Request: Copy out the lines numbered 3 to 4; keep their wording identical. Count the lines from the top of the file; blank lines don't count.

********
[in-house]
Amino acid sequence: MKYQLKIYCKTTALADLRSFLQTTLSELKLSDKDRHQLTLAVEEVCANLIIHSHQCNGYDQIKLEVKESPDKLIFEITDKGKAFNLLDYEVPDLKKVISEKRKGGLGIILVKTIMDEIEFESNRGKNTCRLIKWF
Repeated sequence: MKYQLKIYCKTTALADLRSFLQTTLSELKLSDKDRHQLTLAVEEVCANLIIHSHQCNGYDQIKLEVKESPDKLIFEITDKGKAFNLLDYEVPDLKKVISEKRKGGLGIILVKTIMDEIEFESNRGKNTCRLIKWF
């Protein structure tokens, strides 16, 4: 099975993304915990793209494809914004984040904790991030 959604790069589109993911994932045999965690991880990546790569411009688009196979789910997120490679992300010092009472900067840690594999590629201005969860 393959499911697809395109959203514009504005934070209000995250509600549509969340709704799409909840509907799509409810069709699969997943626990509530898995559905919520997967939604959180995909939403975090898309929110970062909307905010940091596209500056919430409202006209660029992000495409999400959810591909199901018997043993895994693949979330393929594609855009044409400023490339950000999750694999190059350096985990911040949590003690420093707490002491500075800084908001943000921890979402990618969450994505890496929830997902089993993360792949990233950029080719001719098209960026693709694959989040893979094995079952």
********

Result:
Repeated sequence: MKYQLKIYCKTTALADLRSFLQTTLSELKLSDKDRHQLTLAVEEVCANLIIHSHQCNGYDQIKLEVKESPDKLIFEITDKGKAFNLLDYEVPDLKKVISEKRKGGLGIILVKTIMDEIEFESNRGKNTCRLIKWF
């Protein structure tokens, strides 16, 4: 099975993304915990793209494809914004984040904790991030 959604790069589109993911994932045999965690991880990546790569411009688009196979789910997120490679992300010092009472900067840690594999590629201005969860 393959499911697809395109959203514009504005934070209000995250509600549509969340709704799409909840509907799509409810069709699969997943626990509530898995559905919520997967939604959180995909939403975090898309929110970062909307905010940091596209500056919430409202006209660029992000495409999400959810591909199901018997043993895994693949979330393929594609855009044409400023490339950000999750694999190059350096985990911040949590003690420093707490002491500075800084908001943000921890979402990618969450994505890496929830997902089993993360792949990233950029080719001719098209960026693709694959989040893979094995079952």